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4 Keys to a Better Swim Stroke

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Many would-be triathletes are discouraged by the prospect of tackling an open-water swim, even a modest quarter-mile swim in a sprint triathlon. After all, most everyone can ride a bike and most adults have done some distance running at some point. For those two legs of the event, it’s just a matter of building enough endurance.

Swimming, though an endurance sport, actually is more comparable to golf. In both instances, you’re mastering a series of integrated yet separate motions that collectively make up a single stroke. The key in both sports is to spend most of your time on drills to master a proper, repeatable stroke. Until that happens, you’re merely practicing poor form. Here are some tips for newbie swimmers to channel their inner Michael Phelps:

1. Join a masters swim program.

Private lessons are expensive. Instead, find a masters swim program; they’re everywhere and affordable. The masters coach roams the deck—or gets in the pool—and goes from lane to lane working with athletes of all abilities, focusing more on newcomers to help them learn basic techniques. As you improve, you need less instruction, but the coach is there to correct any bad habits that develop—and they will.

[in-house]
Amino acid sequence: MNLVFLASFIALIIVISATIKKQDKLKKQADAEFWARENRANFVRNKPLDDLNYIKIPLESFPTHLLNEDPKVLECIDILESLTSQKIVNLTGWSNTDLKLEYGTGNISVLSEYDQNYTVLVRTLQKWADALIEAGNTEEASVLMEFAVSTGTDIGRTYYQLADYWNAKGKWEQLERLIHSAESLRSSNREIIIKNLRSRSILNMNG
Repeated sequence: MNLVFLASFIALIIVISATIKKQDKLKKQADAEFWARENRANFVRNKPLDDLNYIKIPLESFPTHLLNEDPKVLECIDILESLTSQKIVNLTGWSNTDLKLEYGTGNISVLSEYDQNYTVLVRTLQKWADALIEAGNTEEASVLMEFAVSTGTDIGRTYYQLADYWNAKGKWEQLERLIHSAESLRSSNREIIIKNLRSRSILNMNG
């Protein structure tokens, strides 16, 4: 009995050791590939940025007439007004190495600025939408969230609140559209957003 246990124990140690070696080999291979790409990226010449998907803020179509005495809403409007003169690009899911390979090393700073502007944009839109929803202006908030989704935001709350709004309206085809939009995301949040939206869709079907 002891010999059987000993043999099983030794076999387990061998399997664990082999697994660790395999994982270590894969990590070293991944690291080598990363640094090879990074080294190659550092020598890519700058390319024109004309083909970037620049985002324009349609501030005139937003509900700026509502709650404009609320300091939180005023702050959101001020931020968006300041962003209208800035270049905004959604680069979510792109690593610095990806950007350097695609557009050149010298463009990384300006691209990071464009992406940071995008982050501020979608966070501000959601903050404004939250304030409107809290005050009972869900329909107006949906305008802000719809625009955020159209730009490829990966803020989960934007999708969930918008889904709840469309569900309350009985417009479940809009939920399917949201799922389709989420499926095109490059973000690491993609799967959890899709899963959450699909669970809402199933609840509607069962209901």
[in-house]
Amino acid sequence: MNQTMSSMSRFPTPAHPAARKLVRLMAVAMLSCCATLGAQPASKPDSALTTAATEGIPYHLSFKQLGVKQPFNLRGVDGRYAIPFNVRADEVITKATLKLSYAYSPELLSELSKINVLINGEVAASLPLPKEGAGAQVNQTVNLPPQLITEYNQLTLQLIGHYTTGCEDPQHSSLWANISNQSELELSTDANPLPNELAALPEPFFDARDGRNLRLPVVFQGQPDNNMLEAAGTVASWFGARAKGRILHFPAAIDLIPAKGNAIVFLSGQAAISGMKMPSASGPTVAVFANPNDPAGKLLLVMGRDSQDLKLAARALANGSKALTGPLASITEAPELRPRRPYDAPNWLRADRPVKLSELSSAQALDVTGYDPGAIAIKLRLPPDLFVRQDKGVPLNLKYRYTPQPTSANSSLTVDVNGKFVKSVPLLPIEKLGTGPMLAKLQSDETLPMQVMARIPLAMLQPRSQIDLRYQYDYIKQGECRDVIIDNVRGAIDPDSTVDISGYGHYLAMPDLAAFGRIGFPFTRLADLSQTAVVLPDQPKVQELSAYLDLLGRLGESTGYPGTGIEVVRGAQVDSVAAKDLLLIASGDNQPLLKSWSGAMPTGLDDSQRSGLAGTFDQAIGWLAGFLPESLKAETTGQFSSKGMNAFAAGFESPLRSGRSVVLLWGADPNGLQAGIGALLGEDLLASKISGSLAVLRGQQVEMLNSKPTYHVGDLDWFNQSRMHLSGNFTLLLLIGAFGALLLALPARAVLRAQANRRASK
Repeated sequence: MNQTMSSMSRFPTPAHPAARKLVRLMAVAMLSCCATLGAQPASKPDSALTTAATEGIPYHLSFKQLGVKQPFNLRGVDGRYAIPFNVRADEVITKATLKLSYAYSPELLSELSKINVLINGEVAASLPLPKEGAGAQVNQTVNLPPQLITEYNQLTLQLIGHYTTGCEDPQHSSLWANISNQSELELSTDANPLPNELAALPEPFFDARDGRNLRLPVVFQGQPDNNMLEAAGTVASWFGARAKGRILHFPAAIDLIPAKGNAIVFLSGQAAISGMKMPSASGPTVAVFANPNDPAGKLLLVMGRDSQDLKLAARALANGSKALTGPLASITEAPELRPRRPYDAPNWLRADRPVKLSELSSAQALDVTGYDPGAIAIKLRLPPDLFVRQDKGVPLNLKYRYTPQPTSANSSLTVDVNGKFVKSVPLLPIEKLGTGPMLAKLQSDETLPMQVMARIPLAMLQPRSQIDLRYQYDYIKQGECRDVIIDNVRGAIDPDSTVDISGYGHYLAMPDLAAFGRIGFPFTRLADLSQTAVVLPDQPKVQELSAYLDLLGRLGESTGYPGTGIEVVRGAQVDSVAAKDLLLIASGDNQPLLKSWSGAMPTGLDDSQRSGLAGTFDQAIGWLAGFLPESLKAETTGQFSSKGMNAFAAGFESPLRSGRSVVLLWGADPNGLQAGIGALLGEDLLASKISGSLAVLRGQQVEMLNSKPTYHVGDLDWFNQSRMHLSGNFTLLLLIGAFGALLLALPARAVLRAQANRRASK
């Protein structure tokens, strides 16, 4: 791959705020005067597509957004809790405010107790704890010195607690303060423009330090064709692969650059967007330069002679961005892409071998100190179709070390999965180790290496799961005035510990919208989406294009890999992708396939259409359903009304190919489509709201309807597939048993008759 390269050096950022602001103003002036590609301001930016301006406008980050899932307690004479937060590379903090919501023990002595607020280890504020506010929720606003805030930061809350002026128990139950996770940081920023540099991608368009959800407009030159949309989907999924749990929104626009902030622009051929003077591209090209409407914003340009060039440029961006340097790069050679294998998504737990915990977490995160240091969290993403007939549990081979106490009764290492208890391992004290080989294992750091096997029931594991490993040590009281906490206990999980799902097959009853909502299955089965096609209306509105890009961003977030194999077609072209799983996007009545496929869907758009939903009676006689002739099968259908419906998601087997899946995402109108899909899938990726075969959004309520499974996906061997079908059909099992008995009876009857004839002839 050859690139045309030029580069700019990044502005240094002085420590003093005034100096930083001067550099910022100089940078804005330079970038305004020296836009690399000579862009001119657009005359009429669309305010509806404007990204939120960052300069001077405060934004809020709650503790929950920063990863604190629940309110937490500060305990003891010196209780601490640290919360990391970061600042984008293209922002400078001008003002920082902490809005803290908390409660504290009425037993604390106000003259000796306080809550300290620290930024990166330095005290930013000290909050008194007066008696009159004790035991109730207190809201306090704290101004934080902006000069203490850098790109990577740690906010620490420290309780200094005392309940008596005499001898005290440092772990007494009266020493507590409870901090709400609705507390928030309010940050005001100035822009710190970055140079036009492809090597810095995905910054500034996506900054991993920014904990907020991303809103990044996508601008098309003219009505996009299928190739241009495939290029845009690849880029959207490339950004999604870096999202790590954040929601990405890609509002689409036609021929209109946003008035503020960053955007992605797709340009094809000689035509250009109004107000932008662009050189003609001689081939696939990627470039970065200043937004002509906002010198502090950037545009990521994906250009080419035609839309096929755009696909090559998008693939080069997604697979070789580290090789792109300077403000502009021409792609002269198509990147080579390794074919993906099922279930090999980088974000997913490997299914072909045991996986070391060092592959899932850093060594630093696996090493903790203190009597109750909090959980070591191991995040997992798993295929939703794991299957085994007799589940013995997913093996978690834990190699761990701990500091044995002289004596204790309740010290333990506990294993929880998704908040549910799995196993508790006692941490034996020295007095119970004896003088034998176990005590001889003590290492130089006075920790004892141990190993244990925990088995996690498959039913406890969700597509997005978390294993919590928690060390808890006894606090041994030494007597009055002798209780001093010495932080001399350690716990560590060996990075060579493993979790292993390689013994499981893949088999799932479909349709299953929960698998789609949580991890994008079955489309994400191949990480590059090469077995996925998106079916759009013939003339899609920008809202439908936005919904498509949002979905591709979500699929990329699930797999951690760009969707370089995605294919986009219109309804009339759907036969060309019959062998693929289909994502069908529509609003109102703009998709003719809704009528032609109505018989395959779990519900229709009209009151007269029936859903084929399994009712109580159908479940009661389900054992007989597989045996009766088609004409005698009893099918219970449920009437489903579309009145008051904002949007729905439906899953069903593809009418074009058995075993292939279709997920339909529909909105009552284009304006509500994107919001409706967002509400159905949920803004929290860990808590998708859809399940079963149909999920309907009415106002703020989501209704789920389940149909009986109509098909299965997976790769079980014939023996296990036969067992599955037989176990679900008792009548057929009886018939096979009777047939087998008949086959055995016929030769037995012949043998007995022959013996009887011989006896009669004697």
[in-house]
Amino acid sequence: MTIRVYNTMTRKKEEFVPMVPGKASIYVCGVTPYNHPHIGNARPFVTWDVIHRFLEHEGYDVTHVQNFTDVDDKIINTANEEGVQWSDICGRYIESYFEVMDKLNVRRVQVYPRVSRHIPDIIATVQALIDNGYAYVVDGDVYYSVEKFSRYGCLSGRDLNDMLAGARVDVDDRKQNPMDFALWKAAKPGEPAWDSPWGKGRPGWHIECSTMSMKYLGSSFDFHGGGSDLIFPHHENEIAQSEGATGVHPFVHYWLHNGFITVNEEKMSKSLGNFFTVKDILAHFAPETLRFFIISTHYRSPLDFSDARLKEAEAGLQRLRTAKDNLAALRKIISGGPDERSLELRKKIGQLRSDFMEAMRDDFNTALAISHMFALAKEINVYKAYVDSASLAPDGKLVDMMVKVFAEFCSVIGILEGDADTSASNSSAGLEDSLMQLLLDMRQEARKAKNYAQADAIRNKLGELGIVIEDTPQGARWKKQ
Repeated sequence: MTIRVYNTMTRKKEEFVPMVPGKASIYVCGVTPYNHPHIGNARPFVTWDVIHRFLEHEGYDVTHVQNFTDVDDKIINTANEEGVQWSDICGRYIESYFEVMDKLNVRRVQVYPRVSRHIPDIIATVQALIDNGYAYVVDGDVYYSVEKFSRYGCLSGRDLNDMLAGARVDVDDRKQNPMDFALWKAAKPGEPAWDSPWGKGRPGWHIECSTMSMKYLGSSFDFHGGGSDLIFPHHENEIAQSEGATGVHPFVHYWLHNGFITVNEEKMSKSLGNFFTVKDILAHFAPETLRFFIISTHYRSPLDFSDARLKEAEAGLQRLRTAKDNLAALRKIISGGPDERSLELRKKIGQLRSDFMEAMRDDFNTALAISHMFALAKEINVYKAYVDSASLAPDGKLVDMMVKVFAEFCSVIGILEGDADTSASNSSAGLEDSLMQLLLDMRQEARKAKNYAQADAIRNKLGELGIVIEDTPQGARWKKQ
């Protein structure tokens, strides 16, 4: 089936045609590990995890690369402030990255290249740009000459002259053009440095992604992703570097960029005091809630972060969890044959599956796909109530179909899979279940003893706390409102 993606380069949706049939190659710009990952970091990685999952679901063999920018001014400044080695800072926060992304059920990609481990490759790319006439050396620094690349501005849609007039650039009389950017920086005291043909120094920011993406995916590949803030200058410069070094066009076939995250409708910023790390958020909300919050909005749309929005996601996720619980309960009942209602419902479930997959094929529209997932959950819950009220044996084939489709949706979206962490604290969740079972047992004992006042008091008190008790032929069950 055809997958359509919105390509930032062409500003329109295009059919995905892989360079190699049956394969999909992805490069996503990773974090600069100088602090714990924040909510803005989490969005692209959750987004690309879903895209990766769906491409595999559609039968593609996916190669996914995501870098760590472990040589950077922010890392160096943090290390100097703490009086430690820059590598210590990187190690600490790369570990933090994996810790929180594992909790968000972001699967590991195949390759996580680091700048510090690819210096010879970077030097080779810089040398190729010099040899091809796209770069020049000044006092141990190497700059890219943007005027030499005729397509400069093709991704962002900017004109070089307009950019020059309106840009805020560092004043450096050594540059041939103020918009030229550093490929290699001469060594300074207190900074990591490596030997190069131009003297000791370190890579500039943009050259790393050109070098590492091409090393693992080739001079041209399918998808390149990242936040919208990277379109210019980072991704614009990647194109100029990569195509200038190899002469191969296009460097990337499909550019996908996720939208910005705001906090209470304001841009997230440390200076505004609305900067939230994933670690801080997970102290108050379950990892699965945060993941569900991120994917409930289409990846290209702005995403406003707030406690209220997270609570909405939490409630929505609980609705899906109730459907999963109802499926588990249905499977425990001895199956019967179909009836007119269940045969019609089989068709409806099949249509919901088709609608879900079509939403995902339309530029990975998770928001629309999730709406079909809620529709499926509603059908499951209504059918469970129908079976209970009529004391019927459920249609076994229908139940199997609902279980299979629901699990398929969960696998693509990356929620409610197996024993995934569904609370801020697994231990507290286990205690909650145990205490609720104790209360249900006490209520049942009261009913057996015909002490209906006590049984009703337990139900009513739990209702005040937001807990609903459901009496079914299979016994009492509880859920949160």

2. Use video.

Few sports are as conducive to learning via video as swimming. Underwater cameras allow you to watch great swimmers and see how they position their heads, rotate their hips, position their arms, and perform every element of the swim stroke. The “Total Immersion” instructional DVDs have been used by thousands of novice swimmers. NBC has archived dozens of clips from last year’s Olympics. If you ever have a chance to have your own stroke videotaped and analyzed, jump at the opportunity. You’ll notice obvious flaws you didn’t know existed.

3. Don't forget your core.

There’s perhaps no other sport that relies so much on the core muscles of the shoulder, torso, and hips. Newbie triathletes, faced with a sudden increase in training time, tend to cut back on strength and core training. This is not the time to do so. If you’re having a tough time fitting it all in, check out Core Performance Endurance, a program designed specifically for endurance athletes.

4. Lose the ego.

Joe Biondi, a masters swim coach in Clearwater, Fla., says it takes three to four times longer to become a good swimmer than it does to master any other sport. “Most athletes, regardless of ability, expect to be a world beater in just a few weeks,” Biondi says. “This is (usually) not the case. Every athlete has an ego, goals and expectations. I have had very good athletes come to a practice and leave because a 65-year-old lady in the next lane was kicking their butt and the old ego could not handle it. Leave your ego with your back pack when you get to the pool. If you wish to be a good swimmer, you need to be patient.”

About The Author

Pete Williams – Pete Williams is a contributing writer for CorePerformance.com and the co-author of the Core Performance book series.

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Tags: Swimming, Triathlon, Outdoor Recreation